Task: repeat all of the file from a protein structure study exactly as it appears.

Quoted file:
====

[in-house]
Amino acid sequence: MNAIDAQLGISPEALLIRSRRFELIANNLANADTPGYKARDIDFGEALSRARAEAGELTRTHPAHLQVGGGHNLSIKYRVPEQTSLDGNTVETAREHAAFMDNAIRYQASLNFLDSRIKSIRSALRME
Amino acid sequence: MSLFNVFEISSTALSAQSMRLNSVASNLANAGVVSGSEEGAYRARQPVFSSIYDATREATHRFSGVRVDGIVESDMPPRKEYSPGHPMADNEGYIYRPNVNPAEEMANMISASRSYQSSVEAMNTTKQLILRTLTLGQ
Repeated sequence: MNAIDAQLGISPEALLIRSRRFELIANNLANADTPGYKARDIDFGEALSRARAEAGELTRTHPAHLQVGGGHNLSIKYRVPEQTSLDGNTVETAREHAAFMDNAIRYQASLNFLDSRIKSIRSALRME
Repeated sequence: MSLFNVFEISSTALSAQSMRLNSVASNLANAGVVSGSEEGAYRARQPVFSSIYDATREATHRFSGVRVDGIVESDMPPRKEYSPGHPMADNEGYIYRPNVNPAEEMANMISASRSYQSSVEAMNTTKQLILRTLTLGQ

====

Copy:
[in-house]
Amino acid sequence: MNAIDAQLGISPEALLIRSRRFELIANNLANADTPGYKARDIDFGEALSRARAEAGELTRTHPAHLQVGGGHNLSIKYRVPEQTSLDGNTVETAREHAAFMDNAIRYQASLNFLDSRIKSIRSALRME
Amino acid sequence: MSLFNVFEISSTALSAQSMRLNSVASNLANAGVVSGSEEGAYRARQPVFSSIYDATREATHRFSGVRVDGIVESDMPPRKEYSPGHPMADNEGYIYRPNVNPAEEMANMISASRSYQSSVEAMNTTKQLILRTLTLGQ
Repeated sequence: MNAIDAQLGISPEALLIRSRRFELIANNLANADTPGYKARDIDFGEALSRARAEAGELTRTHPAHLQVGGGHNLSIKYRVPEQTSLDGNTVETAREHAAFMDNAIRYQASLNFLDSRIKSIRSALRME
Repeated sequence: MSLFNVFEISSTALSAQSMRLNSVASNLANAGVVSGSEEGAYRARQPVFSSIYDATREATHRFSGVRVDGIVESDMPPRKEYSPGHPMADNEGYIYRPNVNPAEEMANMISASRSYQSSVEAMNTTKQLILRTLTLGQ